New H-1B rules to restrict US’s access to skilled talent: Nasscom

Reacting to the new restrictions on the H-1B visa programme by the US, the National Association of Software and Service Companies (Nasscom) on Wednesday said the changes announced will restrict access to talent and will harm the American economy.

The industry association added that this will also “endanger U.S. jobs, put U.S. interests at risk, slowing down R&D into solutions to the COVID crisis,” while reiterate that it is important for the US market to be able to access skilled talent for its businesses, especially during the COVID-19 recovery phase.


The new rules notified by the Department of Homeland Security (DHS), and the Department of Labor (DoL) for the H-1B visa regime, changes the definitions of specialty occupation, employer, & employee-employer relationship, and limits the validity of an H-1B visa to one year for a worker placed at a third-party worksite, while also increasing enforcement and investigations for these visas.

“The new rules also changes the current four-tiered prevailing wage system for jobs that U.S. employers seek to fill with foreign workers. Both rules will be issued as Interim Final Rules (IFRs), without any notice period or right to comment,” Nasscom noted.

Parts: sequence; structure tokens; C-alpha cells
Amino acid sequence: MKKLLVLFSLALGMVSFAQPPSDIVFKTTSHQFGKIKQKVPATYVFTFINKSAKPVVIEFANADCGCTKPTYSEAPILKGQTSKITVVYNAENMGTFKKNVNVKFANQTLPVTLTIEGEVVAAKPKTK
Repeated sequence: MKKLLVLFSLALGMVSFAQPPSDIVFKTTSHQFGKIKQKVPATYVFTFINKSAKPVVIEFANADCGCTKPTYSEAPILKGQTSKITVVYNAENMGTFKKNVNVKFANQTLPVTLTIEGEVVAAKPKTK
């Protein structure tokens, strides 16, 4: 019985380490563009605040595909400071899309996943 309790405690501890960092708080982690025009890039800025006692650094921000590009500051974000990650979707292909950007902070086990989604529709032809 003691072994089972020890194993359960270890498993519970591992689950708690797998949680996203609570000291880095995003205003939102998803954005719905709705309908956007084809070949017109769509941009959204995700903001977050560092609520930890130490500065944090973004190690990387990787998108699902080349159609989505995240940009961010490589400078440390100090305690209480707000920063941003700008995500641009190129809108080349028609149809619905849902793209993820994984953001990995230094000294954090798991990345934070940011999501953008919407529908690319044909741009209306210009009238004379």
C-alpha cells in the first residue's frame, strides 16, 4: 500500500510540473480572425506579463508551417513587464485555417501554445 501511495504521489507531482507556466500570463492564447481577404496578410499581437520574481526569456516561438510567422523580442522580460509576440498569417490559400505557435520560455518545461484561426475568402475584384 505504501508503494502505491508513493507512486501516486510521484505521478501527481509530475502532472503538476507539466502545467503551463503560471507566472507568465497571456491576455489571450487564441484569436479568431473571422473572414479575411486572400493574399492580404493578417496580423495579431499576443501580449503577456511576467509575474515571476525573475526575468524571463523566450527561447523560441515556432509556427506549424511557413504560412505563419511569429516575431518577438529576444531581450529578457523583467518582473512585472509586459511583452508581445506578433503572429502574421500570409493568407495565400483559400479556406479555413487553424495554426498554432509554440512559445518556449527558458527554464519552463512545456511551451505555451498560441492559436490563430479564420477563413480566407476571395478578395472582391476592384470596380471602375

It added that these regulations seem to be based on misinformation about the programme and runs counter-productive to their very objective of saving the American economy and jobs. “This is particularly relevant at a time when U.S. businesses continue to face a huge deficit of STEM skills: overall U.S. unemployment rate grew from 4.1% in Jan-2020 to 8.4% in August-2020; while unemployment in computer occupations declined from 3% to 2.5% in this period.”

In the 30-day period ending September 28, 2020, there were over 652,000 active job vacancy postings advertised online for jobs in computer occupations, up from 625,000 vacancies in the 30-day period ending May 13, 2020. “That is, despite the high degree of overall unemployment in the US, demand for high-tech skills continues to remain robust – clearly endorsing the argument that there are just not enough workers with relevant skills to fill them. The new rules announced will worsen this talent gap by making it more difficult for U.S. employers to hire foreign workers,” it said.

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